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Naturalizing psychopathology—towards a quantitative real-world psychiatry

Psychiatric disorders continue to be on the rise around the globe. Meanwhile, efforts and investments directed to early diagnosis and appropriate interventions for mental health problems are lagging resulting in ‘substantial loss of human capabilities and avoidable suffering’ [1]. A major component of our inability to address mental health problems resides in the persistent lack of objective measures for evaluating such difficulties in the daily life of individuals, complicating the detection of clinically relevant changes in the patients’ well-being [2]. Similarly, most studies into the neurobiology of psychiatric disorders lack a detailed description of individual functioning despite influential calls for quantitative approaches to psychopathology.

Psychiatric conditions are often particularly reflected through, and exacerbated by, difficulties in social functioning in everyday life [3]. Yet, current diagnostic evaluations primarily take the form of limited interactions in artificial clinical settings. While these types of diagnostic procedures have clear clinical value, they are often subjective and qualitative in nature. Reports provided by the patient may suffer from memory biases and can also depend on the rapport and trust between the patient and the clinician. Concurrently, standardized questionnaires probe a limited set of functional impairments and are administered only infrequently during clinical consultations. With the slow onset and the non-specific and transient nature of functional impairments in psychiatric conditions, these limitations may prevent a more comprehensive description and early detection of psychopathology [1].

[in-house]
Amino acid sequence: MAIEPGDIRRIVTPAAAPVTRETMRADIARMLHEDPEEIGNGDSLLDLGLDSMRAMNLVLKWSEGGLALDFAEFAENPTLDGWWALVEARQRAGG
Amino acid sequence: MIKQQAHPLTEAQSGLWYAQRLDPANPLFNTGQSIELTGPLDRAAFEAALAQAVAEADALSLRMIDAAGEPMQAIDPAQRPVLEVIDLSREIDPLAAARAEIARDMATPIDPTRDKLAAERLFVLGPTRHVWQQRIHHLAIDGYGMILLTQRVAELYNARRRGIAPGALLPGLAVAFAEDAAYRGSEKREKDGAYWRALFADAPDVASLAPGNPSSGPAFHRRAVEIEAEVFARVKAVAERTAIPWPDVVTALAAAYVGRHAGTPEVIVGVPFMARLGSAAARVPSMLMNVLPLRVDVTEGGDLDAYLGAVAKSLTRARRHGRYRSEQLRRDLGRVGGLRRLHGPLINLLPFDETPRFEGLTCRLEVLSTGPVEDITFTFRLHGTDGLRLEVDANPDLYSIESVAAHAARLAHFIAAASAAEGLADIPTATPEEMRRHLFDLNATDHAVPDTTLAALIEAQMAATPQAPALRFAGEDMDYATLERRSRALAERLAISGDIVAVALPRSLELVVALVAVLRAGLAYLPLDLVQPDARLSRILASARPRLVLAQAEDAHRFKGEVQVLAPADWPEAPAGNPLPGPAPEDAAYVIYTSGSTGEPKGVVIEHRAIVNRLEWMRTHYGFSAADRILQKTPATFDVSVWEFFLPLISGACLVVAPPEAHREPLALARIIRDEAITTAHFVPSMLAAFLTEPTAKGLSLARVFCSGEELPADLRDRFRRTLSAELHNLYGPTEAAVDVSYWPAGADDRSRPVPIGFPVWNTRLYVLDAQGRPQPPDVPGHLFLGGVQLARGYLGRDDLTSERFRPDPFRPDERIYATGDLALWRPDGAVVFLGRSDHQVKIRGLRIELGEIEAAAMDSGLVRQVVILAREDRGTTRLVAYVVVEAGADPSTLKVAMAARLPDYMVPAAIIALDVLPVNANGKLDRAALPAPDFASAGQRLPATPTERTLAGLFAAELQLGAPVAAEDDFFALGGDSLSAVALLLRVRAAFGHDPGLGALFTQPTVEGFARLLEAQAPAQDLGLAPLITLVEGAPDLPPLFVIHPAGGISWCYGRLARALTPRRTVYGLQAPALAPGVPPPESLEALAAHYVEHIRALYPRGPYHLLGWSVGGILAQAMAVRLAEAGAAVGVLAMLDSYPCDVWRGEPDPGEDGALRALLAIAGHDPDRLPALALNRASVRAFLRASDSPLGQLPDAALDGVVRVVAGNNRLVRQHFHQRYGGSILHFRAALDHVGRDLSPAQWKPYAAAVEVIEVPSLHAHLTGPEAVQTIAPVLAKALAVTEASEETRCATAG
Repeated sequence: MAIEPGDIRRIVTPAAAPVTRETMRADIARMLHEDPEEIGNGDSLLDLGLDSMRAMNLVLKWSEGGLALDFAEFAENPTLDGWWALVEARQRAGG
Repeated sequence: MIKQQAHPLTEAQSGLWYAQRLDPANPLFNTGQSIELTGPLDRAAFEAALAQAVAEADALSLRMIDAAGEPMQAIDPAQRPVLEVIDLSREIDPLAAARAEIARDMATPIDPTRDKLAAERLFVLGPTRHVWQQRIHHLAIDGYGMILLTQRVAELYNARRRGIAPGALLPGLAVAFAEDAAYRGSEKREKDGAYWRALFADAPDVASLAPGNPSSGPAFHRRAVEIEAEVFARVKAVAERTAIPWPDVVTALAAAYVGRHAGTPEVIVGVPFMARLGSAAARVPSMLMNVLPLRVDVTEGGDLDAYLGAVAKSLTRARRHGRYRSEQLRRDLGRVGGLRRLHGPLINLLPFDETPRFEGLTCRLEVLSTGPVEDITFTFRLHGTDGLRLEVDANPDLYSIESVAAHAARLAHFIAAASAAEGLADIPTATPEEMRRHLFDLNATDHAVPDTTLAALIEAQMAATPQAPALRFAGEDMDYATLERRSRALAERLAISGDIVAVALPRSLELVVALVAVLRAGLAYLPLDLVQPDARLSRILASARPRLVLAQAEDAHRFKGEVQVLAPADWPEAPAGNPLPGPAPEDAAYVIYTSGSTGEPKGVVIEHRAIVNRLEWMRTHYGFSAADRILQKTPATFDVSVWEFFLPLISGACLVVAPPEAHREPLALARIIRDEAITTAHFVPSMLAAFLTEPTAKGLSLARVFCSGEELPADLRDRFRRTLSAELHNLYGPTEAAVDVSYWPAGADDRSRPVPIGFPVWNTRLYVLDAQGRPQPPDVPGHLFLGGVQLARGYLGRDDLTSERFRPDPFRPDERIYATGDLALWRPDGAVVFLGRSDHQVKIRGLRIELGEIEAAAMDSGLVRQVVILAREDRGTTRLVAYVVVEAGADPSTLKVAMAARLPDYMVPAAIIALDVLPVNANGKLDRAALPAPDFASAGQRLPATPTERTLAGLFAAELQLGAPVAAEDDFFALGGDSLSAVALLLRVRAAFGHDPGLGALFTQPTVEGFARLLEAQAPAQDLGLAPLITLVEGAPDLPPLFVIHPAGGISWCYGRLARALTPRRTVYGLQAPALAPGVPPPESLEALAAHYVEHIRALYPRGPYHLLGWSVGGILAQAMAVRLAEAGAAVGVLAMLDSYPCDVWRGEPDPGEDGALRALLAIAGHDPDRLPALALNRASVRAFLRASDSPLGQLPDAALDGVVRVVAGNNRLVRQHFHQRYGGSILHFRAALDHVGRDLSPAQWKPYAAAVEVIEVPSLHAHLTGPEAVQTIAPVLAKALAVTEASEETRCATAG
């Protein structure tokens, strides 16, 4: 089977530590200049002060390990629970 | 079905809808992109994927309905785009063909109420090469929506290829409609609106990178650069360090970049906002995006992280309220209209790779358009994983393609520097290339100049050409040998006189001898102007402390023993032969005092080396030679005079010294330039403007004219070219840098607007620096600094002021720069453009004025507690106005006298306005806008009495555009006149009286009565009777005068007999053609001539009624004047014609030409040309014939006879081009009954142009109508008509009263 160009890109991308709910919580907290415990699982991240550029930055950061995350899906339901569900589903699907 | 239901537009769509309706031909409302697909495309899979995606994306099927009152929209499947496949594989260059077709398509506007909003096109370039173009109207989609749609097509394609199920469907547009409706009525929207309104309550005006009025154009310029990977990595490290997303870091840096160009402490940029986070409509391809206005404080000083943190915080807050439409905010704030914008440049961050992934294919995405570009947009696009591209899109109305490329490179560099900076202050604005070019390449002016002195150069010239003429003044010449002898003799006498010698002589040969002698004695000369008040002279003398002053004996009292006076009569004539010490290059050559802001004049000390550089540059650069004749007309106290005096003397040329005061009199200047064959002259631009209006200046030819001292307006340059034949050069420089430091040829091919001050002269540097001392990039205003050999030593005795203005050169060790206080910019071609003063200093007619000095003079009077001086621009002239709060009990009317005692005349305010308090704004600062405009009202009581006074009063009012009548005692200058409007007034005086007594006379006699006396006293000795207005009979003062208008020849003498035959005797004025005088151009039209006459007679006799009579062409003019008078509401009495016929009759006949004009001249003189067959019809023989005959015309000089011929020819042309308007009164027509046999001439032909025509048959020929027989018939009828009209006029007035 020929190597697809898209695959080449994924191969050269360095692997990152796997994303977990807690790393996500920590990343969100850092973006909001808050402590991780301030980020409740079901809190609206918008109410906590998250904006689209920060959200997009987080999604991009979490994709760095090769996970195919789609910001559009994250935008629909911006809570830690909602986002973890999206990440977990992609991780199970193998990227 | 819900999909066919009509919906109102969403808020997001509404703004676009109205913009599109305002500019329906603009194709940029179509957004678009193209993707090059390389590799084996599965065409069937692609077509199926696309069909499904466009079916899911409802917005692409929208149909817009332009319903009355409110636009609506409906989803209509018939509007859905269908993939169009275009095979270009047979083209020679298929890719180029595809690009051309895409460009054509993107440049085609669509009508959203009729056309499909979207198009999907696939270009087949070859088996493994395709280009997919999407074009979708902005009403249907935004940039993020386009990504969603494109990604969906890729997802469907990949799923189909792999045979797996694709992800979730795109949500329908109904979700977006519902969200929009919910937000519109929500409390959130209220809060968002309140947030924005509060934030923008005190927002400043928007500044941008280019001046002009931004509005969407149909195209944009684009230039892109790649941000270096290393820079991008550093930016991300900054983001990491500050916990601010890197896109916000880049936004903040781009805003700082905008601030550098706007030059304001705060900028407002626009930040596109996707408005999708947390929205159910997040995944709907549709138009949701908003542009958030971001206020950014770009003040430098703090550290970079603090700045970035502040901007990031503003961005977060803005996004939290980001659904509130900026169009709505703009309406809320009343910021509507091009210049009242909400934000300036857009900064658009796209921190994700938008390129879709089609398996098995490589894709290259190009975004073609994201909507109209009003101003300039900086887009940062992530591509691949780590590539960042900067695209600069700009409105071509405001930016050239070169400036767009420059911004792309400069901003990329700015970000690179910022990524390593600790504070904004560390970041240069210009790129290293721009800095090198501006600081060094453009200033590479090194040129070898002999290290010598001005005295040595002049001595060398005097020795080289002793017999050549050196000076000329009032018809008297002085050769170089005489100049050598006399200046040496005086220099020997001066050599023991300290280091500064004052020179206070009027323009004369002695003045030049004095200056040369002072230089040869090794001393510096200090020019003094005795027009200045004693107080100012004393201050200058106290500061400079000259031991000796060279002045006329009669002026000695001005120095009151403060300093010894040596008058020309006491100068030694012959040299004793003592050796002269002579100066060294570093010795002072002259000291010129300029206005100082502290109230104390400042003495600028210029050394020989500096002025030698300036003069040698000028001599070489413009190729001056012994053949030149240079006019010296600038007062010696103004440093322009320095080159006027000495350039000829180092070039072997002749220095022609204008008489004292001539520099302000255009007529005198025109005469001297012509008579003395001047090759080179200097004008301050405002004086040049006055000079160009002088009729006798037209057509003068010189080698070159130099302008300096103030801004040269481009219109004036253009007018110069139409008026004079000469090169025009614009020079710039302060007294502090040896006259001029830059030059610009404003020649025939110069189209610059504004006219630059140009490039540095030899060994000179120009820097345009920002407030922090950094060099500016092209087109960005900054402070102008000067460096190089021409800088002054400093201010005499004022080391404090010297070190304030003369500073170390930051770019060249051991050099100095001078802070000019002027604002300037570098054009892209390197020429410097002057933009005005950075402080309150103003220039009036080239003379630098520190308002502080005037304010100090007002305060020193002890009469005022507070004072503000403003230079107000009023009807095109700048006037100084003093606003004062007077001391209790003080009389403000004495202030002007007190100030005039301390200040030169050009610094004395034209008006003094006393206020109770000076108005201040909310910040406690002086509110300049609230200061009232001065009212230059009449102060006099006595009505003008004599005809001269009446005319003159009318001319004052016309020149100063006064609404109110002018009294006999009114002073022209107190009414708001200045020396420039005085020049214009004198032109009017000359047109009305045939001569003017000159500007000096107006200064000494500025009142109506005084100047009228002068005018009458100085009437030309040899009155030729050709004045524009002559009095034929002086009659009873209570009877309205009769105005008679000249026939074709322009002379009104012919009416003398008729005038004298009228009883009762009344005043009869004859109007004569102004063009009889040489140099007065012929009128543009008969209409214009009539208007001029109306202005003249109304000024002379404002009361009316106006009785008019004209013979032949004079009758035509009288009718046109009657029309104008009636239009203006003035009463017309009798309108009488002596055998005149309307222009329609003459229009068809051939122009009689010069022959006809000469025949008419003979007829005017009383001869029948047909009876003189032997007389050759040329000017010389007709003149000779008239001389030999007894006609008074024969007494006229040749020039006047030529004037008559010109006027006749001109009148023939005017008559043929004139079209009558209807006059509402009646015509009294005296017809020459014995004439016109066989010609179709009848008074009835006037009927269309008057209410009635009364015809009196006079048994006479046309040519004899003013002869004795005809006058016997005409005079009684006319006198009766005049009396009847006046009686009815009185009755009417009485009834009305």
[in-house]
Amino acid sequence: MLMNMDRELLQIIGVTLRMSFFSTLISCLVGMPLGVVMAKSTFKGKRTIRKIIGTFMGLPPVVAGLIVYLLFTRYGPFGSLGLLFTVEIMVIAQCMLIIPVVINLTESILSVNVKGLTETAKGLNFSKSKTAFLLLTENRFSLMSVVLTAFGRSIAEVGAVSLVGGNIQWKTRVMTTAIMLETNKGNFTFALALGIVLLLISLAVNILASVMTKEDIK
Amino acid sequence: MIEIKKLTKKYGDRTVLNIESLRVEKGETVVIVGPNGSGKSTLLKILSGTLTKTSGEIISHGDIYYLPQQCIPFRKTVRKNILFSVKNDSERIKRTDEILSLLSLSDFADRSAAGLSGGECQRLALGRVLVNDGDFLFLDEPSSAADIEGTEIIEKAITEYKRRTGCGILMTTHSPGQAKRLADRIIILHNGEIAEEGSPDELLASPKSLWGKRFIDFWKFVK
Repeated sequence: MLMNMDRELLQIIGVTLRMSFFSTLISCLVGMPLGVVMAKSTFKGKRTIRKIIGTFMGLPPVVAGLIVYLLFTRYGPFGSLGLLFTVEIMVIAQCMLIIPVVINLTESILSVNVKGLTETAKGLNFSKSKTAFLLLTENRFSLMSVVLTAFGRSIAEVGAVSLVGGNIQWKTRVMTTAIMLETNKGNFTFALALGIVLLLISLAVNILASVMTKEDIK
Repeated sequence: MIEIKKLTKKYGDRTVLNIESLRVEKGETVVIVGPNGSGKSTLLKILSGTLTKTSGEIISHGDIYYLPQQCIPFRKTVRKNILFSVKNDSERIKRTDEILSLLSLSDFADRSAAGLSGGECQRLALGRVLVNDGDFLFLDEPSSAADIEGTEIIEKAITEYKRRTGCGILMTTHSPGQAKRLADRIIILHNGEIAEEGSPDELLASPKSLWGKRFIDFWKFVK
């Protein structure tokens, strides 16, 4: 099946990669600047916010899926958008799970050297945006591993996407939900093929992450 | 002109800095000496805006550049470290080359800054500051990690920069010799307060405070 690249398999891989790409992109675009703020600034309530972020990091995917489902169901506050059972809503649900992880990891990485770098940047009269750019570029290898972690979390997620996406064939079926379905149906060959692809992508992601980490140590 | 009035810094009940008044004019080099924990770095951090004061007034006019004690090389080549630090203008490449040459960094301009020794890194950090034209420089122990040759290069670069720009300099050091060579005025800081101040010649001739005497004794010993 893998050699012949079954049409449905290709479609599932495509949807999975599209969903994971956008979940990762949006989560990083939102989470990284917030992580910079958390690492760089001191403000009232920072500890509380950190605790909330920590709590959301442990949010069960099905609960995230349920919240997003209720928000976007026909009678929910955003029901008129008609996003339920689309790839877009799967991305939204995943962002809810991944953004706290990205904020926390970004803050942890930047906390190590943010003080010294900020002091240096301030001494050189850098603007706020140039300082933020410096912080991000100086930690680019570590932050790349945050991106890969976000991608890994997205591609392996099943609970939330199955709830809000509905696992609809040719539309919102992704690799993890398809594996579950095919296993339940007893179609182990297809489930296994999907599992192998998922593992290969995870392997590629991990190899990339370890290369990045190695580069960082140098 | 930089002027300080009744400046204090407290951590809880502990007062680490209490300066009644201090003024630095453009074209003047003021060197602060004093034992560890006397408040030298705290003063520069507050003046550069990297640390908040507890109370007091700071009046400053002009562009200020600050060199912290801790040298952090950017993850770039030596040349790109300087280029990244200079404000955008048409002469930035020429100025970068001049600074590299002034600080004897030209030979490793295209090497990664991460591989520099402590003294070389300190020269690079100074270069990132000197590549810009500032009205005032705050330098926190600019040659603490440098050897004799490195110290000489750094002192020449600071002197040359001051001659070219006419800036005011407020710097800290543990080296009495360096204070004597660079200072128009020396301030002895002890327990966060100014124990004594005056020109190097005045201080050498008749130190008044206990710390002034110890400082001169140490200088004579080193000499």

We argue that a thorough understanding of the real-world manifestations and implications of psychiatric disorders is the key for the field to move towards the development of more effective personalized assessments and interventions. To address this, we outline a general multilevel framework for deep behavioural phenotyping to guide the scientific inquiry into the behavioural and neural mechanisms of psychopathology and to delineate specific therapeutic interventions (Fig. 1). This approach emphasises an objective and continuous evaluation of psychopathology in everyday life and naturalistic social interactions (green box, top left) to guide clinical practice and scientific research.